By Fred Abrahams, Special to CNN
Editor’s note: Fred Abrahams is Special Adviser at Human Rights Watch. You can follow him @fredabrahams. The views expressed are his own.
The Obama administration’s handling of the September attack in Benghazi, which killed the U.S. ambassador and three other US citizens, became a matter of heated presidential campaign debate. But Libya should not be allowed to gradually fall off the U.S. radar, even if it’s no longer time to score political points. Policy makers and analysts should learn from the deadly attack and review how the U.S. government and others can help Libya build stability and security after 42 years of dictatorship.
Here are some ideas to start that conversation. First, encourage and help Libya develop security forces that can operate with the professionalism, transparency and accountability that were absent for four decades under Moammar Gadhafi. Libya desperately needs effective military and police. But these forces should break with past practice and serve the public under the rule of law rather than the interests of one man.
A reported U.S. plan to help Libya develop a rapid-response anti-terrorism force could offer a useful start. But such a force should fit into broader security sector reform with recruits vetted for past abuses, trained in human rights standards and appropriately disciplined and punished when they overstep the law. The police and military should be under civilian oversight, and the armed forces should not be used for domestic law enforcement.
Second, focus simultaneously on rebuilding Libya’s dysfunctional justice system, which has largely been neglected since Gadhafi’s fall. The judicial police responsible for court security need bolstering and the prisons need modernizing. Investigators should learn how to collect evidence for use in court instead of the longtime practice of relying on confessions, often extracted with force. Throwing money into special forces and neglecting the justice system will not bring the lasting stability and security that Libyans and others seek.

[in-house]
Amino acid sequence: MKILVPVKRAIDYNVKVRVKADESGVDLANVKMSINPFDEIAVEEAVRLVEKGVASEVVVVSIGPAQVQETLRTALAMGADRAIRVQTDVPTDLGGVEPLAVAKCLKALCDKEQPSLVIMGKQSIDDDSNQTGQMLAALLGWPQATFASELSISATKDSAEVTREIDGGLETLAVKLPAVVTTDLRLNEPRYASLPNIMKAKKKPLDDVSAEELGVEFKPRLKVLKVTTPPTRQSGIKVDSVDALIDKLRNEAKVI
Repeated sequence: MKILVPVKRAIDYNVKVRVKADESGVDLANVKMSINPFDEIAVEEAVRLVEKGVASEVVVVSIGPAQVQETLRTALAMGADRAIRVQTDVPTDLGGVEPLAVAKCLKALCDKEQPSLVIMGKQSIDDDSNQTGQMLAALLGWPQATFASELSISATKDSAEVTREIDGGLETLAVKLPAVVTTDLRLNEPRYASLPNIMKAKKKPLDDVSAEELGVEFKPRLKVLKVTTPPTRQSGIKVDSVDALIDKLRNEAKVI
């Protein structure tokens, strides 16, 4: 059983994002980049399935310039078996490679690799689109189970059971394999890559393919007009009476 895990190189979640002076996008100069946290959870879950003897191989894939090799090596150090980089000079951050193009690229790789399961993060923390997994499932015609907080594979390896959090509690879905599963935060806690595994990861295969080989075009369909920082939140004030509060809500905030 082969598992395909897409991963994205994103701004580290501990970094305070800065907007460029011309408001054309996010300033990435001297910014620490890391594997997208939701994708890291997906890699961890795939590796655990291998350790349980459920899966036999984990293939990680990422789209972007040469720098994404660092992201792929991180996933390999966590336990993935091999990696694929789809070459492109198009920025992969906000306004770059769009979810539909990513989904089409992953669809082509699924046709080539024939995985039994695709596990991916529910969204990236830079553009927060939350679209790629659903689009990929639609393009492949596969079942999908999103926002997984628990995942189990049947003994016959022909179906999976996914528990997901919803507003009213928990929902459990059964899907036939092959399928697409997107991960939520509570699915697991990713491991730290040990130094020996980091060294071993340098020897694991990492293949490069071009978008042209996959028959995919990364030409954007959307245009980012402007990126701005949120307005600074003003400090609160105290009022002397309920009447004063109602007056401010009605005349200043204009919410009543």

Third, offer technical and if necessary financial assistance, in coordination with the U.N. mission and other international actors, to help the newly elected Libyan government disarm and reintegrate the myriad militias that wield so much power more than a year after Gadhafi’s death. This needs to be a Libyan-driven process, but outside advice and support, building on experience in other post-conflict societies, can definitely help.
Fourth, challenge the Libyan government when it strays from its domestic and international human rights obligations, and encourage allies to do the same. It does not help to remain silent about violations that continue today, such as indiscriminate attacks in Bani Walid and the forced displacement of people from Tawergha, towns considered to be pro-Gadhafi, or the destruction of religious sites of the Sufi religious minority. The U.S. government should condemn these violations and urge the Tripoli authorities to address them.
This includes punishing those responsible for serious violations, regardless of whether they fought with or against Gaddafi. The crimes of the dictator’s security forces before and during last year’s conflict need to be addressed, as well as abuses by the forces that brought him down. A new law that grants immunity to those whose acts were “promoting or protecting the revolution” against Gaddafi should be revoked.
In all this, governments wishing to assist Libya will have to walk a thin line. On one side, they should help strengthen the new government’s authority and its control over the militias and regional gangs. On the other side, they must avoid reviving the authoritarianism that thrived under Gadhafi. In other words, they must contribute to the creation of a strong central state without the abusive practices of the past.
The countries that intervened militarily in Libya have a special responsibility to help the country traverse that tightrope. In the process of democratization, getting rid of Gadhafi was just one step. The difficult work is to build independent institutions that can replace the power of one man.
Since Gadhafi’s fall, the United Sates has abdicated that responsibility. Then we saw too much U.S. attention, for domestic political reasons, on dissecting every angle of the Benghazi attack. What happened in Benghazi should be known, but the bigger question is whether the future Libya will be a country that is more stable, secure and law abiding than the Libya of the past. That is the key issue on which the Obama administration’s policies should be judged.